News / Science & Technology

NASA to Launch Telescope That Will See Into the Past

The first six flight-ready James Webb Space Telescope's primary mirror segments are prepped to begin final cryogenic testing at NASA's Marshall Space Flight Center in Huntsville, Alabama
The first six flight-ready James Webb Space Telescope's primary mirror segments are prepped to begin final cryogenic testing at NASA's Marshall Space Flight Center in Huntsville, Alabama

Multimedia

Light from distant galaxies, billions of light years away from us, is so faint that it shifts from the visible spectrum ino the infrared segment and becomes heat. It can be detected only by instruments cooled to almost absolute zero. The U.S. space agency NASA is building a new space telescope that will be cool in both senses of the word.

In the "clean room" of  NASA's Goddard Space Center, outside Washington, engineers are building the new infrared space telescope named after NASA's second director James Webb.  They hope that when deployed in 2014. it will help them look many billions of light years into the past.

The deputy senior project scientist for the telescope, Jonathan Gardner, says its 6.5-meter-wide (21-foot-wide) mirror will be able to detect extremely faint infrared signals, because it will be kept at a very cold temperature, close to absolute zero (minus 459 degrees F).  A large radiator screen, the size of a tennis court, will shield it from the warmth of the sun and earth.

But how will the scientists be able to look into the past?  

"We can see back in time because light takes time to get from there to here.  So, as we look further and further away, it takes longer and longer for the light to get from where it's emitted to here and we can actually see backwards in time.  And if we look far enough away, we're actually looking back to when the universe was much younger than it is today, when the light was emitted from these galaxies.  We're looking at the universe when it was younger and we're looking back most of the way to the Big Bang," Gardner explained.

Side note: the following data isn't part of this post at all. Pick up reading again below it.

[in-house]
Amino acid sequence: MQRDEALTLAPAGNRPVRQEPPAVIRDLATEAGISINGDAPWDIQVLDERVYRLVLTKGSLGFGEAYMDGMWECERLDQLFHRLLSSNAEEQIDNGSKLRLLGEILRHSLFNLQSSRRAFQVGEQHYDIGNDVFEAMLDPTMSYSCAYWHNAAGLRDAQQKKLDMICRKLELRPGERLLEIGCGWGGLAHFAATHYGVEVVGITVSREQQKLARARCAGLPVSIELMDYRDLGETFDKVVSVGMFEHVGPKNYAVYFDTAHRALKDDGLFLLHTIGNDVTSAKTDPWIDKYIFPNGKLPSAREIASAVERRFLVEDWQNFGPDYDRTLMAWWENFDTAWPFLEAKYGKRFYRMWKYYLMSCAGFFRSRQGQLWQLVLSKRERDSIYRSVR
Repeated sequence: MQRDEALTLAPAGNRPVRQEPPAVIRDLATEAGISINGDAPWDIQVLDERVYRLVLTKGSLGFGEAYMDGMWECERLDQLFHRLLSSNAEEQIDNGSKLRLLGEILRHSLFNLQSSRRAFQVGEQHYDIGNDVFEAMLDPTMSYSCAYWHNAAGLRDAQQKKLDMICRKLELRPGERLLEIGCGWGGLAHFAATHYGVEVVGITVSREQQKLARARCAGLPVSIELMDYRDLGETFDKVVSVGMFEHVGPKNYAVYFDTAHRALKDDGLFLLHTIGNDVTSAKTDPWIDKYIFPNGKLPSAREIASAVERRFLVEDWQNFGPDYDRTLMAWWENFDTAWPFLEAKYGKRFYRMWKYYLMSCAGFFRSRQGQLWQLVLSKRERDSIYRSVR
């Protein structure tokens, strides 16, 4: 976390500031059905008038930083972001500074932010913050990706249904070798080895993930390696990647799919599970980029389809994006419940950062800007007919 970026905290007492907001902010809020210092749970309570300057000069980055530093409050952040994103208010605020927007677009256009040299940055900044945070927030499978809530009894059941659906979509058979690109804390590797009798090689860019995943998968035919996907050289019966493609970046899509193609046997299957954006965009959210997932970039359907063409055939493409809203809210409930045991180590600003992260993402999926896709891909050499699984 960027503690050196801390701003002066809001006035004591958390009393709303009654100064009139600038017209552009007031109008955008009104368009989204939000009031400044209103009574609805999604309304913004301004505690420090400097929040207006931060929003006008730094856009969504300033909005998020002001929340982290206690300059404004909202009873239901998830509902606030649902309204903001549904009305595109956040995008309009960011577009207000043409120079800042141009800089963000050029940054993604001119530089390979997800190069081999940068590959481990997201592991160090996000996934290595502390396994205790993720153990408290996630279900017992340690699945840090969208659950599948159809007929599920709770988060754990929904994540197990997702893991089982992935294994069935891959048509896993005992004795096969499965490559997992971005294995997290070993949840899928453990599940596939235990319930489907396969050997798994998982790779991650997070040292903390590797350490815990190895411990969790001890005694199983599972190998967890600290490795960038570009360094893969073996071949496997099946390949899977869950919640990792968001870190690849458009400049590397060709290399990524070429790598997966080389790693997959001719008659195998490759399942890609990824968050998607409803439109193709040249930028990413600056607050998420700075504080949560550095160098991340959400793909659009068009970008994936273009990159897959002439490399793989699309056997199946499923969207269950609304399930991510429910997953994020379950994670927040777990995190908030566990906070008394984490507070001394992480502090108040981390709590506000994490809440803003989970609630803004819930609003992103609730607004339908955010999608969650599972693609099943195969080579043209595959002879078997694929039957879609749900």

Gardner says scientists want to know when the first galaxies were formed.  What did they look like?  What were their features?  How were the stars born?  Many are also hoping to find something we don't yet even know exists.

The telescope will be equipped with three infrared cameras, more sensitive than ever before.  But its most interesting parts are the special gold-coated mirrors that form the big primary mirror.

"The primary mirror is made up of 18 hexagonal segments, as you can see on the model.  Each of these segments is supported by actuators which can move.  So, during the lifetime of the mission, when it's in orbit, we can send the commands to move these mirrors and that way we can constantly keep them in alignment, in a common focus," he said.

Jonathan Gardner says the new telescope will be available to scientists around the world, whose projects will be chosen according to their scientific value.

"We will ask for proposals from astronomers.  Any astronomer, at any university, in any country can write a proposal for what they want to do with the telescope.  The committee, probably about a hundred astronomers, will consider these proposals, and they will read all the proposals and choose the very best science that will be done that year," Gardner stated.

Gardner says the process makes sure that the telescope is doing the best science it can, answering the most important, relevant, current questions.

The new telescope is scheduled to be launched in 2014 and is expected to function around 10 years.  The life expectancy is limited by the quantity of fuel in its booster jets, used for periodical adjustment of its position in space.  The telescope will be stationed a million-and-a-half kilometers, or 932,000 miles, from earth, so astronauts will not be able to visit and replenish its fuel.

You May Like

Video British Fighters on Frontline of Islamic State Information War

It’s estimated that several hundred British citizens are fighting for Islamic State alongside other foreign jihadists More

Pakistan's Political Turmoil Again Shines Spotlight on Military

Thousands of protesters calling for PM Sharif to step down continue protests in front of parliament, as critics fear political impasse could spur another military coup More

Photogallery Ebola Quarantines Spark Anxiety in Liberian Capital

Food prices rise sharply as residents attempting purchases clash with security forces, leaving one person dead More